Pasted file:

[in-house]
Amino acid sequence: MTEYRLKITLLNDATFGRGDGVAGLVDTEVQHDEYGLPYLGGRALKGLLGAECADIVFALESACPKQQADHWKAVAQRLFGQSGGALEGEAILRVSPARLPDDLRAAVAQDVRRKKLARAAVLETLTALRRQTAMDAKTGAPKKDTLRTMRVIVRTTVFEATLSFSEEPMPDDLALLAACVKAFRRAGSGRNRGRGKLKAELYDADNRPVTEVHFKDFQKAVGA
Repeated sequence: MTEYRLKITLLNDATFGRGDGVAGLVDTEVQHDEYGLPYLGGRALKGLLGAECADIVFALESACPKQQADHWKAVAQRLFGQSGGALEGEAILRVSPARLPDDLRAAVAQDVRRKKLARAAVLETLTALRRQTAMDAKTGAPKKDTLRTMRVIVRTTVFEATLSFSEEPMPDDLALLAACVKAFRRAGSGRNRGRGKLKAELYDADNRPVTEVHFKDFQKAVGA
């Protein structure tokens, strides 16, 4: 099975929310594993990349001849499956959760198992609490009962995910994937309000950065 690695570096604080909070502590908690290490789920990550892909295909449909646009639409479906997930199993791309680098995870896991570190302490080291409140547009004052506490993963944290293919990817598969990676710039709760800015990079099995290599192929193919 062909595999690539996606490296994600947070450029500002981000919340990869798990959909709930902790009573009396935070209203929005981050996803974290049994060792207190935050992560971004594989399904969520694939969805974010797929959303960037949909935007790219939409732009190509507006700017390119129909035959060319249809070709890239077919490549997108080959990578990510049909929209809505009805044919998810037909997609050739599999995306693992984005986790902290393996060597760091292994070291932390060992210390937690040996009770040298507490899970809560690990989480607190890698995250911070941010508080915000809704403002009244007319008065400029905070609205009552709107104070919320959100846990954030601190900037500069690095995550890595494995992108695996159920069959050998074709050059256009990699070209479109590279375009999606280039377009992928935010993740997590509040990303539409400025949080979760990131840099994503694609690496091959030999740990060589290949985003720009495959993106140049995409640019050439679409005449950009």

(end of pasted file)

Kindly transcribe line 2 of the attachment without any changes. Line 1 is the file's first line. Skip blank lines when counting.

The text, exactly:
Amino acid sequence: MTEYRLKITLLNDATFGRGDGVAGLVDTEVQHDEYGLPYLGGRALKGLLGAECADIVFALESACPKQQADHWKAVAQRLFGQSGGALEGEAILRVSPARLPDDLRAAVAQDVRRKKLARAAVLETLTALRRQTAMDAKTGAPKKDTLRTMRVIVRTTVFEATLSFSEEPMPDDLALLAACVKAFRRAGSGRNRGRGKLKAELYDADNRPVTEVHFKDFQKAVGA